Psychological thrillers are slowly becoming one of my favourite books to settle down in bed with. The Girl on the Train was no exception. There are some comparisons to Gone Girl by Gillian Flynn, however I tend to disagree with that. The Kind Worth Killing had more similarities to Gone Girl than this one had. I have a tendency to like novels with unlikeable characters and none of the characters in The Girl on the Train are likeable.
Rachel is the girl on the train. She has lost her husband to another woman, during a difficult time in her life: when she was struggling with alcohol abuse, a direct result of infertility issues. Struggling to get pregnant took its toll on Rachel and she fell into a depression, while at the same time her husband started an affair with another woman, of whom Rachel found out about by mistake.
Having lost her job and not wanting her house mate to find out about it, Rachel took the train into London every day, pretending that she is going to work. While on the train, Rachel observes a couple a few houses down from her previous home that is the picture of marital bliss. Rachel’s intoxication allows her mind to make up illusions about the couple, a lot of which she believes, until she saw the woman, Megan, kissing another man. Rachel becomes enraged as this opens some of her own wounds, ones that never really closed.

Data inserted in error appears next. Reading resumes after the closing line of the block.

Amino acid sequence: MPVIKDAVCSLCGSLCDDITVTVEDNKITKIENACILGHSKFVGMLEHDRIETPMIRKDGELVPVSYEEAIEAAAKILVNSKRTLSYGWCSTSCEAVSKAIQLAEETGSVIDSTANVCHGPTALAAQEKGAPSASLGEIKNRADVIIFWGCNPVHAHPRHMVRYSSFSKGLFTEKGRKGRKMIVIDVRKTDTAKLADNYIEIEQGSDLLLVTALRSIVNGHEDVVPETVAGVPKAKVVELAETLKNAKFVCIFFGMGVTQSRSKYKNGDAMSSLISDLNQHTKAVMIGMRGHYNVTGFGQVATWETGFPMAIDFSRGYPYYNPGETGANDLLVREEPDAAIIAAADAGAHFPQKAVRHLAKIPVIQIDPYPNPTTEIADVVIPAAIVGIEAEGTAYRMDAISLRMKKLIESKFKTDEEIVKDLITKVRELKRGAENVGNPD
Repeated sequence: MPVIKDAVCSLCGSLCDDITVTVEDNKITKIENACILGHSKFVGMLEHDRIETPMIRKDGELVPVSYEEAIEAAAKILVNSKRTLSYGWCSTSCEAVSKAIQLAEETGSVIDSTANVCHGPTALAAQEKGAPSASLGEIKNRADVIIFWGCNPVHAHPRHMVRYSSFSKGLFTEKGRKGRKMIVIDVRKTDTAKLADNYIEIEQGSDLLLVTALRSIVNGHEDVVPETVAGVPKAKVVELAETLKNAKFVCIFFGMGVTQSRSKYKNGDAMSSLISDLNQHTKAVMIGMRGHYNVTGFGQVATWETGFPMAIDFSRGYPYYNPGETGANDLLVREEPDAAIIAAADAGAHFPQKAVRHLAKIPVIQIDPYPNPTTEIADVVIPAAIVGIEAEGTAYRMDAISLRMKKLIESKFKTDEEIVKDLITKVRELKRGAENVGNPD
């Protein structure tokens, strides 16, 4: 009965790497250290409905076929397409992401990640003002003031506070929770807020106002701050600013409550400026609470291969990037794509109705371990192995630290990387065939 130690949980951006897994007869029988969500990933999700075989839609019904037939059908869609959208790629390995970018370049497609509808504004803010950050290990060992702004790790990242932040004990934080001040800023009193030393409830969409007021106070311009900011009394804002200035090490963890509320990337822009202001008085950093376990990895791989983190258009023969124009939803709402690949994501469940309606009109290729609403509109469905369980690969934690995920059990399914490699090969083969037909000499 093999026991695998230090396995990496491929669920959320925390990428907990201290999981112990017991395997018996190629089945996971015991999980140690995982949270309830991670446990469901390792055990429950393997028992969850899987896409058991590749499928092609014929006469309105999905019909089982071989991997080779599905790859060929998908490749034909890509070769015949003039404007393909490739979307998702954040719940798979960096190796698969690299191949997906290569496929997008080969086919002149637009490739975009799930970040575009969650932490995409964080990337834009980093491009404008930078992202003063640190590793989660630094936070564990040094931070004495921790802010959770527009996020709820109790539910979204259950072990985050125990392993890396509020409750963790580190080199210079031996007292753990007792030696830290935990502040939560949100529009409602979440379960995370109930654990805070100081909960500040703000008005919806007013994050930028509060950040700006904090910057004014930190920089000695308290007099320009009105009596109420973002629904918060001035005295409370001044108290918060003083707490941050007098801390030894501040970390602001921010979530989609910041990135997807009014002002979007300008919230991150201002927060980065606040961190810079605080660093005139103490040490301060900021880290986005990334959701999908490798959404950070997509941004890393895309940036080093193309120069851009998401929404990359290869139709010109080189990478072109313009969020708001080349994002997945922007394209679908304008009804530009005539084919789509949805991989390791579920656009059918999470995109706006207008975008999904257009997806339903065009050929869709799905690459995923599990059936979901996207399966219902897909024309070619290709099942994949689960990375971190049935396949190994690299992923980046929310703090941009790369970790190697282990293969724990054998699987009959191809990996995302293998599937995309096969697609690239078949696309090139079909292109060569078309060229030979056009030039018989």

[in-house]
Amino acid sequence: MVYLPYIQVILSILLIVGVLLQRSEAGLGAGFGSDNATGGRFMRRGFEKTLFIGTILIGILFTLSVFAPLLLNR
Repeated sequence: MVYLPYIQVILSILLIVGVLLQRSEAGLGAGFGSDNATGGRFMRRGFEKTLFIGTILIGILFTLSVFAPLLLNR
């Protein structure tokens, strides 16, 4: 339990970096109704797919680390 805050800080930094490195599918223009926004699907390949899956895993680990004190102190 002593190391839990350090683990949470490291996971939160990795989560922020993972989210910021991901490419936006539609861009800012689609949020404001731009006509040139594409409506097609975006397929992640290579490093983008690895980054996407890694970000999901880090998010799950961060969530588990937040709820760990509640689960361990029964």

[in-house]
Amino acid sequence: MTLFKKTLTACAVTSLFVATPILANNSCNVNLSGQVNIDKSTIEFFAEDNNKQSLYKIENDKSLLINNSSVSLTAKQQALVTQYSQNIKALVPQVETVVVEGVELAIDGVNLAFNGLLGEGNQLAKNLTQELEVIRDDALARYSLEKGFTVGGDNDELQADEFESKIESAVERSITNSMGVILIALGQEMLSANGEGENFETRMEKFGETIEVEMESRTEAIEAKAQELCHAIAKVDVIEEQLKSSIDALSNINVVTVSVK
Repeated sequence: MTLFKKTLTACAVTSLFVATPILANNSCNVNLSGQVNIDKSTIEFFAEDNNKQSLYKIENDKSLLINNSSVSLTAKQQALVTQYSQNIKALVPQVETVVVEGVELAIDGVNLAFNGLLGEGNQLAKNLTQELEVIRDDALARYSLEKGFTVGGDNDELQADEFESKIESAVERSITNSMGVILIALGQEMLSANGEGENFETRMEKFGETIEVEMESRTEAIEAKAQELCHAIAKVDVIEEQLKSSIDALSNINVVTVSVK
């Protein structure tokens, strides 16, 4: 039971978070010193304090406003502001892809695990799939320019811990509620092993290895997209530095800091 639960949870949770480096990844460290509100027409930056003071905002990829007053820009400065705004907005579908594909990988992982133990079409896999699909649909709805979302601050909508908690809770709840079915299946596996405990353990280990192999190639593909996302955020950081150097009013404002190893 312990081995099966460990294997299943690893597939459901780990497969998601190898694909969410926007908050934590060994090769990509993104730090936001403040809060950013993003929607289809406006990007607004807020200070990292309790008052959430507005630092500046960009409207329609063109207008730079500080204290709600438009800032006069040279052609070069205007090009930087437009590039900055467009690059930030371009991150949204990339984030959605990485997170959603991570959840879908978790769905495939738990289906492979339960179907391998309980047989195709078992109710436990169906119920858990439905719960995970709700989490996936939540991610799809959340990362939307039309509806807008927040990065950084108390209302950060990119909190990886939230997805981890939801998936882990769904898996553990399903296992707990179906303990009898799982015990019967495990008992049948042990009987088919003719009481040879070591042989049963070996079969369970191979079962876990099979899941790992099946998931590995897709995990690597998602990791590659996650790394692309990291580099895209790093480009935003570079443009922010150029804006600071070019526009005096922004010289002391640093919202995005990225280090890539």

When news hits that Megan has gone missing, Rachel fears the worst. She woke up at home the morning after Megan’s disappearance covered in blood and bruises and she is sure that she saw something, or even worse; did something. Despite fearing that she might be involved, she also takes it upon herself to inform Megan’s husband of his wife’s affair, thinking that the man might have something to do with her disappearance.
Megan is another unlikeable character, because apart from the affair(s) she had, she has her own faults and also many things about her that would irritate the reader. There is also Anna, Rachel’s ex-husband’s wife. I found her to be the most unlikeable woman in the story, but most readers might disagree with me. She is such a callous woman, who shows no remorse for the role she played in Rachel’s downwards spiral, however Anna is the one whose actions surprised me the most in the story. I never saw what she did in the ending coming.
There were many twists and turns, most were a bit predictable that I saw coming, but The Girl on the Train still remains a clever thriller. It’s well-paced and at some points thrilling that keeps your turning the pages. It’s filled with hate, paranoia, blind love and most of all: betrayal. It’s worth a read, I’d say.
When I saw that Emily Blunt plays the lead role in the movie, I knew I had to see it, because I absolutely love her and I had the book, so why not? I read the book as quickly as I could find the time and looked forward to the movie so much. I finally saw it last night and although I find Emily played Rachel really well, I wasn’t too impressed with the movie. There just wasn’t enough tension.
What did you think of the book? And the movie?